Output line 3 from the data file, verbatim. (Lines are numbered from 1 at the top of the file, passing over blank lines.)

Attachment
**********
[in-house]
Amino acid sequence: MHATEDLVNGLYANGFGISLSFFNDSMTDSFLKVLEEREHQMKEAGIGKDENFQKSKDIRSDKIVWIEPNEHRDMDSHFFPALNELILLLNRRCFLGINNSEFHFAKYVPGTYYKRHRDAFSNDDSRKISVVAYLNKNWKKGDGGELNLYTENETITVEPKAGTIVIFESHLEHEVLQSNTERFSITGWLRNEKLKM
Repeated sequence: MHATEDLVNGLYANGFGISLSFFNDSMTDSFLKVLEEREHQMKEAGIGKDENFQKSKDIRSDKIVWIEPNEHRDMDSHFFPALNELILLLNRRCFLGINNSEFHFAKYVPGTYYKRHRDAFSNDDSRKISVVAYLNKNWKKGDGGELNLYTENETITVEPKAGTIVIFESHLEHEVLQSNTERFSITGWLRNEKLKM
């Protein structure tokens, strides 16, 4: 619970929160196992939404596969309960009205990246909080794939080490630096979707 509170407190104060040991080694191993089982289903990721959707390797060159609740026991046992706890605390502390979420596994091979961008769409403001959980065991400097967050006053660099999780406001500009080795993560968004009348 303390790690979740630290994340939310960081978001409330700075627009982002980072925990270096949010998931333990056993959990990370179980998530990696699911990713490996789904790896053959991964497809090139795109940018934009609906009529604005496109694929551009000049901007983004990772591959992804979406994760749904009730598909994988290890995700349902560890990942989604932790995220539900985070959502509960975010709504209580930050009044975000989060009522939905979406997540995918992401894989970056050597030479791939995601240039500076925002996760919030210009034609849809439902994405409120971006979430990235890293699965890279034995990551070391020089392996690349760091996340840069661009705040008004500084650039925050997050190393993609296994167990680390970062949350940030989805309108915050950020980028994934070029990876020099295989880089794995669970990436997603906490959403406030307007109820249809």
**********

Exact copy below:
Repeated sequence: MHATEDLVNGLYANGFGISLSFFNDSMTDSFLKVLEEREHQMKEAGIGKDENFQKSKDIRSDKIVWIEPNEHRDMDSHFFPALNELILLLNRRCFLGINNSEFHFAKYVPGTYYKRHRDAFSNDDSRKISVVAYLNKNWKKGDGGELNLYTENETITVEPKAGTIVIFESHLEHEVLQSNTERFSITGWLRNEKLKM